Family law is a complex area of the law that is not well served by simplistic forms that do not address all of the issues and areas concerned if the individual is not well versed or has not consulted with appropriate legal counsel to review the facts and problems of each individual case. The lasting effects of decisions made in haste without proper advice would militate against the use of such forms.
What is an annulment?
An annulment is a method of voiding the contract of marriage. If an annulment is granted, the result is that the parties are treated as if the marriage never occurred. An annulment can only be granted if the initial marriage contract suffers from a defect in the contract formation. Such defects include an underage party without parental consent, a party lacking the mental capacity to understand the marriage contract or fraud in the inducement of the marriage contract. An annulment can only be granted to the innocent party, or the party that suffers from the defect.
What kind of documents will be needed to put together what the court will need to decide all of the issues involved?
List of Documents
Address Book Names, addresses and telephone numbers will help your lawyer prepare subpoenas for documents, depositions and court appearances. Don’t forget mystery numbers, i.e., those without names, or just initials. Identify them with the criss-cross directory. Look for the following professionals, friends, and businesses: accountants–personal, business, and your spouse’s family bankers–personal and business, including trust officers and your spouse’s family banker; bookkeepers–for further documents; computer consultants–they know how and where data is hidden; computer on-line services–obtain his password to access information; computer message center and voice mail codes; financial planners friends–those close enough to be trusted with money; insurance agents–including life, annuity, casualty, and key man insurance; investment Advisor lawyers; mailing services–such as Mail Boxes Etc.; mini-storage and office record storage; physicians ;stock brokers ;telephone answering services ; telephone long distance companies ;therapists ;travel agents–personal and business; Federal and State Tax Returns for Past Years of the marriage, prior years if obtainable; Individual tax returns (Form 1040) (Form 1040X, for amendments).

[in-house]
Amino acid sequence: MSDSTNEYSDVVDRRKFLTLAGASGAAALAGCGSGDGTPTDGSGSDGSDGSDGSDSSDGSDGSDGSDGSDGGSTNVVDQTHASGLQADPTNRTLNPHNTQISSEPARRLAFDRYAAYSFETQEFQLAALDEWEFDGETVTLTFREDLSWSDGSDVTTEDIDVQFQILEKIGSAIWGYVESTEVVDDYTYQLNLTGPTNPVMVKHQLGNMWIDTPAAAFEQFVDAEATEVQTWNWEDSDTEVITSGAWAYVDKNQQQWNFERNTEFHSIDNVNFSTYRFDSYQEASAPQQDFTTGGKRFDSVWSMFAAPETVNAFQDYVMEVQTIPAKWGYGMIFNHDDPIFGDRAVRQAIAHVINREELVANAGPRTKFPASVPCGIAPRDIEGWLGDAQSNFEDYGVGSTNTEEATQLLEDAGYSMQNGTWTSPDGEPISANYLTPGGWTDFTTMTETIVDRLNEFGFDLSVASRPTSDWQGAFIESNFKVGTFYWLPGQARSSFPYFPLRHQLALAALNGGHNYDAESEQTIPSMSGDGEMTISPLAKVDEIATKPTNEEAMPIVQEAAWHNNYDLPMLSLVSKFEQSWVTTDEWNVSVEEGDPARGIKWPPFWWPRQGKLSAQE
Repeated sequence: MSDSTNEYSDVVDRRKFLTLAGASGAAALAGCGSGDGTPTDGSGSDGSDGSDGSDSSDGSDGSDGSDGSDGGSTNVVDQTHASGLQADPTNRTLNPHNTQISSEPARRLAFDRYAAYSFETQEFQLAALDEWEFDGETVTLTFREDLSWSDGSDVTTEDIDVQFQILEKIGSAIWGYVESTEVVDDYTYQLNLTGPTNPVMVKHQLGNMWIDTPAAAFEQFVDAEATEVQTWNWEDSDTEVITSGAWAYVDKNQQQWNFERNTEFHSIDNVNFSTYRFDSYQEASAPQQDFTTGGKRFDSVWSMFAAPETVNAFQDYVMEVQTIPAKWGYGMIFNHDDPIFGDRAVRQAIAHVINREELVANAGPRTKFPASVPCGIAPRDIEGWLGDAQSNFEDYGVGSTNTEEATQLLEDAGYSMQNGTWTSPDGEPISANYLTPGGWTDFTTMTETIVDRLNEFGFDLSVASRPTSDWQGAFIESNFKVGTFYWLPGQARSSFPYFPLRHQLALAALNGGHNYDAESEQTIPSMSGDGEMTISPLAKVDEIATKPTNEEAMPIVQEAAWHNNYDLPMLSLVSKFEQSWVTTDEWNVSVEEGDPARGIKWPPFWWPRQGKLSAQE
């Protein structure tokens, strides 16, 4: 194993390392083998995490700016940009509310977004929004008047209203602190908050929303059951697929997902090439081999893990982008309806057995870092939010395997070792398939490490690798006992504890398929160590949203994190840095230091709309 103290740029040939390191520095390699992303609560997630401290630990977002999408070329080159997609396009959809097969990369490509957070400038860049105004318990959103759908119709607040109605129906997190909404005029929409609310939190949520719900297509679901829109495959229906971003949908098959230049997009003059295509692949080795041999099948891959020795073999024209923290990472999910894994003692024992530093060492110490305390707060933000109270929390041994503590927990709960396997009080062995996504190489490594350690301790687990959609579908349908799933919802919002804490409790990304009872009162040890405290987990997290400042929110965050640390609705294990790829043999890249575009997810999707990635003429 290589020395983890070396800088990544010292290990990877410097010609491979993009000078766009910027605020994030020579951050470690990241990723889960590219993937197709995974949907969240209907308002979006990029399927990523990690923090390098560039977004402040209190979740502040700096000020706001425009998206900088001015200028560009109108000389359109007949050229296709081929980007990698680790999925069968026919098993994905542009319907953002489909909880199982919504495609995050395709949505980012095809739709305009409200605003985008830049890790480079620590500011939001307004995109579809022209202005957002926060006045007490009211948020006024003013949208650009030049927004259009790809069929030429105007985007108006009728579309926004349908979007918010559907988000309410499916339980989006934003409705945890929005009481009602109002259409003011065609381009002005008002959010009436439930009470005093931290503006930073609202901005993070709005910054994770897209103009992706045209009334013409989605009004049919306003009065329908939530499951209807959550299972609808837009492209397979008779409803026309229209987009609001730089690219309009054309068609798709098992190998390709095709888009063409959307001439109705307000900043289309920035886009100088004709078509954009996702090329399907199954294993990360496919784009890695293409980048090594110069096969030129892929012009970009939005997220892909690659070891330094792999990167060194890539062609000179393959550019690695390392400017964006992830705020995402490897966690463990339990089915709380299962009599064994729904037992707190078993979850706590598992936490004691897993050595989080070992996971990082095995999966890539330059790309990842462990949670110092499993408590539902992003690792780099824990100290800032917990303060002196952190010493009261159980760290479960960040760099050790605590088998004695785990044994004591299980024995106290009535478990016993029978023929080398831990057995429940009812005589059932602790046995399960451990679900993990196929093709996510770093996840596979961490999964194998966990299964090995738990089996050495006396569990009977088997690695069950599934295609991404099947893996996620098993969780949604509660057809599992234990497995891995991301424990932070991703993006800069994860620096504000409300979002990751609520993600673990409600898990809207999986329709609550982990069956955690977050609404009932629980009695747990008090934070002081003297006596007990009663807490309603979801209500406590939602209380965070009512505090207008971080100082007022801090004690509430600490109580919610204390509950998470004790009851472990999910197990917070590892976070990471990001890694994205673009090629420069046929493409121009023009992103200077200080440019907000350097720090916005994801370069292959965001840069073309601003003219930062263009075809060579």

Include all filed schedules for both individual and businesses involved. Supporting documentation: W-2s, 1099s, etc.
Look at Schedule B (Interest and Dividends). You can identify accounts, and the approximate amount on deposit Interest from foreign bank accounts appears at the very bottom of Schedule B.
Look for refunds and/or deficiencies. If you believe that the document produced is a forgery, have your lawyer insist that your spouse signs Form 4506. The IRS will photocopy the actual return filed.
Partnership tax returns (Form 1065) Look for net operating loss adjustments. Gift and estate tax returns. Has your spouse made or received any gifts? Has s/he inherited any property?
Business Records, Financial Statements and Credit Card Invoices